IDFC Alternatives buys Indian road for $109m

The likes of international institutional investors such as Brookfield and CPPIB are said to be eyeing operating road assets of Reliance Infrastructure in India.

Indian investment manager IDFC Alternatives has acquired, through its India Infrastructure Fund II (IIF II), a majority stake in Bangalore Elevated Tollway from NCC Infrastructure and Soma Enterprise for about INR7.5 billion (€99.2 million; $109 million).

The transaction sees NCC and Soma fully exit their equal 38 percent stake in the toll road vehicle. Infrastructure Leasing and Financing Services, a Mumbai-based infrastructure development company, is the project's other shareholder. 

Covering 34 kilometres (km) of roads, the toll road project has been fully operational since April 2010 under a 20-year concession period awarded by National Highways Authority of India. It includes a 10km, four-lane elevated highway connecting Silk Board to Electronic City junction section on NH-7 in Bangalore in the state of Karnataka. 

In the year 2014-15, the turnover and net worth contribution of the asset stood at INR0.28 billion and INR0.41 billion respectively. 

“Buying control in operational cash generating core assets remains our preferred investment thesis. We look forward to continuing the calibrated traction on our roads platform and having Bangalore Elevated Tollway as the latest in a series of disciplined acquisitions over the past couple of years,” said Aditya Aggarwal, a partner at IDFC Alternatives.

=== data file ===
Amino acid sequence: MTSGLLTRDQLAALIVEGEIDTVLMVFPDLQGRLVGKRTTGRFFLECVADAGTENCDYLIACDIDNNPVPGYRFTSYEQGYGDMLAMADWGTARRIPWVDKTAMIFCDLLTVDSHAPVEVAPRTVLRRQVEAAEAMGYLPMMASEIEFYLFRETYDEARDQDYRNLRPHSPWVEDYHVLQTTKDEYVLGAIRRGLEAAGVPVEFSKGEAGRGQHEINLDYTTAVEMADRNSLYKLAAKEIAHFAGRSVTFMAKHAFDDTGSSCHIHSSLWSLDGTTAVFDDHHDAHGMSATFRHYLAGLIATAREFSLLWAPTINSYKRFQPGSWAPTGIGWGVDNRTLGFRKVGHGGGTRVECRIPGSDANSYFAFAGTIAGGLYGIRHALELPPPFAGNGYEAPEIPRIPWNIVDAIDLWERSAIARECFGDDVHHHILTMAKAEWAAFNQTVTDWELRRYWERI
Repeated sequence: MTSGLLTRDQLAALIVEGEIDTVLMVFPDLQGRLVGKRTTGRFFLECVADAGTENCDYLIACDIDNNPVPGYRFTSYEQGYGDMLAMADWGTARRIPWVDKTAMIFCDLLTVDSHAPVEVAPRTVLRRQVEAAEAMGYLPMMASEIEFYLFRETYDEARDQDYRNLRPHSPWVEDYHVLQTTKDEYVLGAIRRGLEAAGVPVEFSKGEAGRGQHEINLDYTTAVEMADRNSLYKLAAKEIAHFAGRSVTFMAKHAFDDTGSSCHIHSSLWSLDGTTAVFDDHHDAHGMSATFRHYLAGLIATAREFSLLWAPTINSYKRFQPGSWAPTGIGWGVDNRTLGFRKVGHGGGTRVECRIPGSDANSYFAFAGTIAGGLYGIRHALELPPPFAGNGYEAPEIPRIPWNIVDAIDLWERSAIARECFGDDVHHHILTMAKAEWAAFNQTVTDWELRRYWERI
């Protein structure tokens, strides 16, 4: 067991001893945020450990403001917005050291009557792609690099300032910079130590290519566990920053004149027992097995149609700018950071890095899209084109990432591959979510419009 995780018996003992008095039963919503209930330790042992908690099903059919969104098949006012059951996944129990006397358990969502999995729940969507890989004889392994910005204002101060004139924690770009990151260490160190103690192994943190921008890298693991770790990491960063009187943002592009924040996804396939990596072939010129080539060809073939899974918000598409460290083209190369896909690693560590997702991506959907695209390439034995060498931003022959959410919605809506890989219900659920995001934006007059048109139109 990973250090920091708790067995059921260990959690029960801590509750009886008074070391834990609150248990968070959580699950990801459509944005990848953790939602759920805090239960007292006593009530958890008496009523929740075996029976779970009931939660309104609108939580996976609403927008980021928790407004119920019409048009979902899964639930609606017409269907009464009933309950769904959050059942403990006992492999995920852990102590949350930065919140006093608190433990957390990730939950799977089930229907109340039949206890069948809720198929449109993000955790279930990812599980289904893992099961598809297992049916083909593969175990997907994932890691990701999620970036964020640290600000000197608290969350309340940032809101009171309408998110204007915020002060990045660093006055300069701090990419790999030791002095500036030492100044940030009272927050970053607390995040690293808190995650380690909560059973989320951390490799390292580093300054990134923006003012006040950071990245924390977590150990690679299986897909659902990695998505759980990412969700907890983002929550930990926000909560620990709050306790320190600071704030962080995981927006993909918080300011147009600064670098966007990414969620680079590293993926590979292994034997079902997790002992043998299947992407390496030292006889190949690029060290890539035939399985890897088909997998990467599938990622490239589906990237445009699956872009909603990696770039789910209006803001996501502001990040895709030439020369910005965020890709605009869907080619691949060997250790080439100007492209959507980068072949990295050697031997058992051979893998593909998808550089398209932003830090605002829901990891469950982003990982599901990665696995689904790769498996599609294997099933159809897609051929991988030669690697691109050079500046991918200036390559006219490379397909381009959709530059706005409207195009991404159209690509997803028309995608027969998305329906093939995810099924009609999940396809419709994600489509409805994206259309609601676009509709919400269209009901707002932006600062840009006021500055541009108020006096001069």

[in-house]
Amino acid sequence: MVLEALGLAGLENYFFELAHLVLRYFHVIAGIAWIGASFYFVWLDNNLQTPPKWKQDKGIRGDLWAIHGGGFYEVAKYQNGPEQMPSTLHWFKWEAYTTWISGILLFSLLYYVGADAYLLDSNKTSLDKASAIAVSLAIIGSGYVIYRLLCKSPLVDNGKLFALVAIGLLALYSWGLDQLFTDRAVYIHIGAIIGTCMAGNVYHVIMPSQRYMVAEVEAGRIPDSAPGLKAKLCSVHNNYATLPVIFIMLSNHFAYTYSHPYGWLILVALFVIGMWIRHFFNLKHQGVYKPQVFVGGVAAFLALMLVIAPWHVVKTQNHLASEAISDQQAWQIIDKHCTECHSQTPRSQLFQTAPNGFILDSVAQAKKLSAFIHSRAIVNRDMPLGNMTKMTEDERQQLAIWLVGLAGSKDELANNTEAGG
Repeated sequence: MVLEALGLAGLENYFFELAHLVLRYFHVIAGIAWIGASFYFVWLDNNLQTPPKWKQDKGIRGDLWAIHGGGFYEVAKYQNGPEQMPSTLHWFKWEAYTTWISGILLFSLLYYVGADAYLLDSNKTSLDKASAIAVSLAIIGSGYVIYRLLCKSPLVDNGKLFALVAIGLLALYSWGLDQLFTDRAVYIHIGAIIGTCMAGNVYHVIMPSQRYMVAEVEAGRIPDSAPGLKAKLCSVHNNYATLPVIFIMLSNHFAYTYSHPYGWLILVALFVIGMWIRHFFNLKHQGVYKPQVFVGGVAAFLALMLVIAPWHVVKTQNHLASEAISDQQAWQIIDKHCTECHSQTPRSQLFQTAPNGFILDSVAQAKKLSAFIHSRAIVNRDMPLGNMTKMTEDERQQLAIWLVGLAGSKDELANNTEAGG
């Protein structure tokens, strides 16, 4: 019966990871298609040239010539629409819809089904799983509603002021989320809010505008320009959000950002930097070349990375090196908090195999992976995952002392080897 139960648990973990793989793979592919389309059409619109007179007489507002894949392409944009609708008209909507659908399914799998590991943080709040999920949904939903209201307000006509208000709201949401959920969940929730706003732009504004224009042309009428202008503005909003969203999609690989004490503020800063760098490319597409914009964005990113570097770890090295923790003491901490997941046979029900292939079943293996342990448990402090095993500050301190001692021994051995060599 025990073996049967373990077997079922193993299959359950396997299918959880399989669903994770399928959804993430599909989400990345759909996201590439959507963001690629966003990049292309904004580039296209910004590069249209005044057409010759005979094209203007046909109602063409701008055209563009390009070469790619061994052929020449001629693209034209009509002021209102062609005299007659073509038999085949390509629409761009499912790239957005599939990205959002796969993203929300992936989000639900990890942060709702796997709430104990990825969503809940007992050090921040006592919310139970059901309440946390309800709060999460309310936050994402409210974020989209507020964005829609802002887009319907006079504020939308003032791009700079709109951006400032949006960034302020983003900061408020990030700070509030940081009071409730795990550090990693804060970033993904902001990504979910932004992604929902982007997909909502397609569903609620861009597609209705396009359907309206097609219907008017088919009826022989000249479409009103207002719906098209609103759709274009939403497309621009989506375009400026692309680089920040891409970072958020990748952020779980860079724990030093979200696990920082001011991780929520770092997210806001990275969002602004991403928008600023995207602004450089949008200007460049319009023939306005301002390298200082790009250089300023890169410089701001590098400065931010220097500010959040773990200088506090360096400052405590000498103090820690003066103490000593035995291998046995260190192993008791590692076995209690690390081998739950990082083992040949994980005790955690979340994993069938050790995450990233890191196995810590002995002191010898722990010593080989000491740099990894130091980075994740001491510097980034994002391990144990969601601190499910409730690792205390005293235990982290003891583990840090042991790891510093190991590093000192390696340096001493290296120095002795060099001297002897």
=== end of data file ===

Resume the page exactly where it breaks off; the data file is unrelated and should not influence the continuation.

Ernst & Young acted as the exclusive advisor for the sell side on this transaction. 

Last December, IDFC Alternatives acquired a 37 percent stake in Dewas-Bhopal corridor project from Welspun for INR6.62 billion including debt. The transaction was also made through IIF II. 

As one of India’s largest multi-asset class fund managers, IDFC Alternatives currently has about $3.4 billion of assets under management. Its IIF II has an investible corpus of INR55 billion, according to the statement.

International investors have also been eyeing India's road sector in recent years. 

Reliance Infrastructure, for instance, is currently in negotiations with institutions including Brookfield Asset Management (Brookfield) and the Canada Pension Plan Investment Board (CPPIB) to sell its portfolio of road assets, according to local press reports. 

I Squared Capital-backed Cube Highways made its third acquisition in the Indian road sector last month, building a portfolio of 1,000 lane-km road assets in India. 

Last September, Brookfield and Core Infrastructure India Fund bought six road and three power projects from Gammon Infrastructure Projects for roughly $1 billion.